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Shoprite In Wrong
by Ron Davis
Costs for repairing structural damages at a New York shopping center will fall to a tenant that leases space there. That’s because the tenant – Shoprite Supermarkets, Inc.– agreed in its lease to pay for such damages as “additional rent” when incurred.
The owners of the shopping center–Yonkers Plaza–had the foresight to include such a provision in the tenant’s lease. And when the city of Yonkers cited the center’s premises as needing repairs for structural damage, the center’s owners paid for those repairs, then billed the tenant for restitution.
The tenant refused to pay and declared that the demands by the center’s owners were “defective, null and void.” The center’s owners replied that the lease requirements were valid and binding. The courts were finally called on to settle the controversy.
In such a case, a demand for additional rent must provide the tenant with the exact amount due and the period for such a rent claim. Moreover, a landlord must clearly inform the tenant of a particular period for which any additional rent payment is in default.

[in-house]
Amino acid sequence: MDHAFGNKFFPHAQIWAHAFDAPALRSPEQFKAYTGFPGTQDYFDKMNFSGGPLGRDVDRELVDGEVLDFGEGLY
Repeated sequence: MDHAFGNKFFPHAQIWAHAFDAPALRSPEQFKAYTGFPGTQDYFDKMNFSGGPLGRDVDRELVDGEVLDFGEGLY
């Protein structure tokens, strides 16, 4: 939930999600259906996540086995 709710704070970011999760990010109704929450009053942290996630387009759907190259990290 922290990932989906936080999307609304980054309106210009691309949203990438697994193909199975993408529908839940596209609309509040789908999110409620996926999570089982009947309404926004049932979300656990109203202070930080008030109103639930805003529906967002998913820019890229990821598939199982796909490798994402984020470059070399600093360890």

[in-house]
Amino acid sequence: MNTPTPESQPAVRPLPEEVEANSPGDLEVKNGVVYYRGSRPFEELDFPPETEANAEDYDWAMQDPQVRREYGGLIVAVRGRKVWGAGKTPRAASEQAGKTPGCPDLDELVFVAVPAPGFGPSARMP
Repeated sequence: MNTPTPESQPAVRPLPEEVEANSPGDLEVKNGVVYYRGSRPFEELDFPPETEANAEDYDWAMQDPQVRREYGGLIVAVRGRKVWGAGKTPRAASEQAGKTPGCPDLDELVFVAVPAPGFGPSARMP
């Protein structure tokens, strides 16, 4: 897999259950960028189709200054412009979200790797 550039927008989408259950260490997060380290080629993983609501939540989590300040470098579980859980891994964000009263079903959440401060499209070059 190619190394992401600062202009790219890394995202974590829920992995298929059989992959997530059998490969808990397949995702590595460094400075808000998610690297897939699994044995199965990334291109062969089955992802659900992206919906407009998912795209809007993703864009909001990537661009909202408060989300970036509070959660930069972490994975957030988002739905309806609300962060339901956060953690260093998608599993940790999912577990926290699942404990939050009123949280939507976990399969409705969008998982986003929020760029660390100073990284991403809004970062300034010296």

In its findings, a New York court found that the billing by the shopping center’s owners for additional rent from the tenant itemized the demolition and scaffolding costs they incurred. The court also noted that the center’s owners notified the tenant that the amount owed was in fact additional rent and was due by a certain date. Based on those findings, the court ruled in favor of the shopping center’s owners.
The tenant appealed.
A New York appellate court agreed that the shopping center had complied with the necessary obligations for collecting additional rent. Noted the judges, “The tenant was informed that if it failed to cure the subject violation within 30 days, the center’s owners intended to do so and bill the tenant for the costs to cure as ‘additional rent’ under the lease. Attached to the notice to cure was a copy of the violation notice issued by the city of Yonkers, which indicated that there was structure damage to the exterior wall around the shopping center.
“Therefore,” the judges concluded, “the notice to cure sufficiently apprised the tenant of its obligations under the lease, gave a sufficient description of the areas of the building which needed repairs, and specified the consequences if the violation was not cured within a set period of time.” (Shoprite Supermarkets, Inc. v. Yonkers Plaza Shopping Center, LLC , 2006 WL 1171916 [N.Y.A.D. 2 Dept.])
Decision: May 2006
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